I am a big fan of Raichlin...The meat absorbing smoke time limit does not exist...This is brought up all the time by experts in competitions, dedicated smoking/bbq forums and I actually tried it, so I'm talking from actual experience. I did two racks of ribs, one I smoked for 6 hours straight and the other smoked 3-2-1...During the "two" there was no smoke. The 6 hour ribs tasted smokier for the 3-2-1...

With the soaking or not soaking, solely depends on the cooking device. If it's possible, do not soak. I use an electric smoker which has a coil...If I do not soak, the chips ignite and get a thick dark smoke that doesn't last long...If I soak they will not ignite and there will be a much longer lasting light colored smoke, which is what you want...

While fruit woods bring some unique flavors to the party, my guests and I could never taste a distinct fruit. EG: YOu're taking appleWOOD which doesn't taste like apples to begin with and chemically converting it into a smoke that your food absorbs...Meaning while fruits add some great flavors, they don't taste like the fruit they bear...Again, heard this at other forums and tried it myself...

Hickory is the most familiar tasting wood...With the exception of brisket which uses mequite, the majority of pros use hickory and a combo of oak and/or fruitwood...

My guests and I share an interest in "EXCESS"...We like 100% hickory for dominating smoke flavor and super tender fall off the bone ribs...We are the minority in our likes...
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Old 12-14-2008, 12:17 PM   #18
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I'll blow some smoke here....

I haven't read that meat doesn't absorb any more smoke after a couple hours. I did read that you can't add to the smoke ring after the meat passes 140F, due to some kind of chemical reaction that causes the pink ring at temps below 140F.
Now, I did take this internet knowledge to mean that meat would not pick up any more smokiness after that temp, and that is wrong. I was smoking a pork butt and the smoke had been long gone, but I wanted to put on some ABTs towards the end and add some smoke to them, so I put a small pouch of hickory chips on with them. The butt picked up a strong hickory flavor from these late chips, too much. So yes, you can add smoke at the end, and it certainly affects the bark anyway.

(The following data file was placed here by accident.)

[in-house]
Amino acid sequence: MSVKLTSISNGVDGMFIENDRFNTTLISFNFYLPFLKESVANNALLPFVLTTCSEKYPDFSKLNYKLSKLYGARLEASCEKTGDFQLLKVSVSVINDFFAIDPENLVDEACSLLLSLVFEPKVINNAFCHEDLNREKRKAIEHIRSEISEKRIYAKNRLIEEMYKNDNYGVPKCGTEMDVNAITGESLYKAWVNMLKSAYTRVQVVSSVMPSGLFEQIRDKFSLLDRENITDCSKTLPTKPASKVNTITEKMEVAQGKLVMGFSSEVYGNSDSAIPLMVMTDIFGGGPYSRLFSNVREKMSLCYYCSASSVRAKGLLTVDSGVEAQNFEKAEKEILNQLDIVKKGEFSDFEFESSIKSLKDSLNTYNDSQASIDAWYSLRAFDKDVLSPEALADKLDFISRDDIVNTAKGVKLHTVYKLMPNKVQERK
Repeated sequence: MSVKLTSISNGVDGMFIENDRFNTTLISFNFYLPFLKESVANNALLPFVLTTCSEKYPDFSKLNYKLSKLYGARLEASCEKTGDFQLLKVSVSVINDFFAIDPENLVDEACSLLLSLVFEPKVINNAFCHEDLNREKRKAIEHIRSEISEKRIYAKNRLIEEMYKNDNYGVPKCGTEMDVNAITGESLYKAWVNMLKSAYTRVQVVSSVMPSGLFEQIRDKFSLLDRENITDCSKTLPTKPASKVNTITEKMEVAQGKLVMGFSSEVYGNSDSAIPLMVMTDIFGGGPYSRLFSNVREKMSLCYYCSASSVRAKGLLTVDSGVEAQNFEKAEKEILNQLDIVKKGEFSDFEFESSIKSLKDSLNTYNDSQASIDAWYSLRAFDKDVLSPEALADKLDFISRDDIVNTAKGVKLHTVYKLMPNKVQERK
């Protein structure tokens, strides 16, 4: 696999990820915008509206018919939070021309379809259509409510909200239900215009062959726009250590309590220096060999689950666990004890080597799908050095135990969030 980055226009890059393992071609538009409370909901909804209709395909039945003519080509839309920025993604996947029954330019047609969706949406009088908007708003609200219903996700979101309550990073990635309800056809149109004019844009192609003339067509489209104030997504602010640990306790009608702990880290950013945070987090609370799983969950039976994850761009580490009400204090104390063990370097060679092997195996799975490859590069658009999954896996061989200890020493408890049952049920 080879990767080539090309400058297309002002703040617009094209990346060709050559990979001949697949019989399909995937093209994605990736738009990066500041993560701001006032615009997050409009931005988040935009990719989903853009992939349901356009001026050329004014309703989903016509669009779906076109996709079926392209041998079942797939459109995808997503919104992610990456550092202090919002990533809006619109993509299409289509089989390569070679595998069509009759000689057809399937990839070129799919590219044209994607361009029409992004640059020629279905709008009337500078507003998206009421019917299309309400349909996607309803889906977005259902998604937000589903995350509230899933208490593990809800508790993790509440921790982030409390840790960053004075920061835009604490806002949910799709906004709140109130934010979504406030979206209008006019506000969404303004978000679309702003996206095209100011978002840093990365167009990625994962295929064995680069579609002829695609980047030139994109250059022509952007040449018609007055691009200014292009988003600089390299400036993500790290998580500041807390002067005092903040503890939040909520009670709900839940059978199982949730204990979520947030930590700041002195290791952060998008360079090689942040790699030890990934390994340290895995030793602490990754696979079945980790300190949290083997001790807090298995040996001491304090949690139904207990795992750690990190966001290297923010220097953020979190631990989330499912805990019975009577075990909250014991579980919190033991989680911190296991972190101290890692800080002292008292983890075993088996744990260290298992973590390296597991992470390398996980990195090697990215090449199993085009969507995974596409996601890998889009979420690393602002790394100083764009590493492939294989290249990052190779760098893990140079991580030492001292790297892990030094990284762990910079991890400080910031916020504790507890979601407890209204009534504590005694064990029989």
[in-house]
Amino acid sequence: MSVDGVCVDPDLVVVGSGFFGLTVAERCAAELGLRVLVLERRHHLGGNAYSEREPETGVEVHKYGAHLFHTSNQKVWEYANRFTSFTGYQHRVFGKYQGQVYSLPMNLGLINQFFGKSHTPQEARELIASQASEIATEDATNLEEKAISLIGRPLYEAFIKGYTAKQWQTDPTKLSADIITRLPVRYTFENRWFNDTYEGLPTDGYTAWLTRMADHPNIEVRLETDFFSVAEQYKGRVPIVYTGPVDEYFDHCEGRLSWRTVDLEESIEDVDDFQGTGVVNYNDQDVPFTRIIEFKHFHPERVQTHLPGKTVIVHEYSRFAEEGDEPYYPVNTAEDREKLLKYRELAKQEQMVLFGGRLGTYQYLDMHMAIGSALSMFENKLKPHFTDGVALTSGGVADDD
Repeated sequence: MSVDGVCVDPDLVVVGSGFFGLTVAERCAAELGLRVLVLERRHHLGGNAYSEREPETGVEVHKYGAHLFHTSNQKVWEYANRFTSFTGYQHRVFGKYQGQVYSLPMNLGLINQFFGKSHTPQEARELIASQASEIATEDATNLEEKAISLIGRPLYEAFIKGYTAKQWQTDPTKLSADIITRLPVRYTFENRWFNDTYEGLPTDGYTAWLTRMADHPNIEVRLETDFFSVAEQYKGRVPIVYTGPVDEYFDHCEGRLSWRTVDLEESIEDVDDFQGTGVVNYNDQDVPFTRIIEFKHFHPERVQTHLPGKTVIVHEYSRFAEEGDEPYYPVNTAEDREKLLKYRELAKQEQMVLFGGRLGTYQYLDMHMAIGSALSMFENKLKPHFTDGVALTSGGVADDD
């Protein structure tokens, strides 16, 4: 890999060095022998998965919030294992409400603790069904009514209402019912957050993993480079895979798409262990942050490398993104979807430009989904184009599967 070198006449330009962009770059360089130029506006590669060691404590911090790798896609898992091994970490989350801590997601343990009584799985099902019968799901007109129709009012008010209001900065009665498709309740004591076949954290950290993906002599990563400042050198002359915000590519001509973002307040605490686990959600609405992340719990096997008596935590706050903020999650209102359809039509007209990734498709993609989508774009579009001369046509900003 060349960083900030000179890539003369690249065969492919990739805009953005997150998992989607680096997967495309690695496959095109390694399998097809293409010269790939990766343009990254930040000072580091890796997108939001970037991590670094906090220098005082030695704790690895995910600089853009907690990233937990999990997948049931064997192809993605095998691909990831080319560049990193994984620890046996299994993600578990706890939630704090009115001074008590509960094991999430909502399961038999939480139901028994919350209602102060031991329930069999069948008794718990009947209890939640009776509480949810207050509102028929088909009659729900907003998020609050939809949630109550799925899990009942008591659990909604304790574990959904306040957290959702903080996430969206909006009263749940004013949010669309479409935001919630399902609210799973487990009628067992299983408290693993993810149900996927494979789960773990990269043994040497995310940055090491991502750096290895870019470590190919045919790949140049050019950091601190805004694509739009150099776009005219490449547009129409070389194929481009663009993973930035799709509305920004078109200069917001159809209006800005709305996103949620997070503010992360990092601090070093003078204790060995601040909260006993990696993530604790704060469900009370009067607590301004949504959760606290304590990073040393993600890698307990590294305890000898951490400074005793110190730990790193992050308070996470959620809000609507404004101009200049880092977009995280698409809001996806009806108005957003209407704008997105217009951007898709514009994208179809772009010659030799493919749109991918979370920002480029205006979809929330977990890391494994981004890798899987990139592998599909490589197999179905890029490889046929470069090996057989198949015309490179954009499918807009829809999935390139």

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Old 12-14-2008, 12:46 PM   #19
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Some good info here. I took Raichlin as the word of God and saved some smoke wood after a couple hours of smoking.

I may have to rethink that...

As for fruit woods, I don't expect to taste apple or cherry in my food, I expect a mellow smoke flavor as opposed to an overpowering flavor of say hickory or pecan. I will use hickory but I usually split it with something more mellow as hickory can easily overpower the food if you're not careful....

And I think you will find that the majority of pros use apple for ribs. My dad was talking to the owner of the 17th street grill which is the guy who won the Memphis Rib championship 3 different times. My dad asked what he does to his ribs to win. He said he marinates them in applesauce and smokes them in apple wood.
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Old 12-14-2008, 01:14 PM   #20
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My dad was talking to the owner of the 17th street grill which is the guy who won the Memphis Rib championship 3 different times. My dad asked what he does to his ribs to win. He said he marinates them in applesauce and smokes them in apple wood.
You are correct, his name is mike mills...He uses applewood exclusively...He has said he feels he wins because his meat is very mellow on the smoke...The question is if the judges like a more smokey flavor would he still win?

Again, I said I was the minority on this, but I do like more overpowering smoke than most...

Edit: Other thing I wanted to point out, most other pro's who are award winners as well do not follow in his footsteps and use hickory...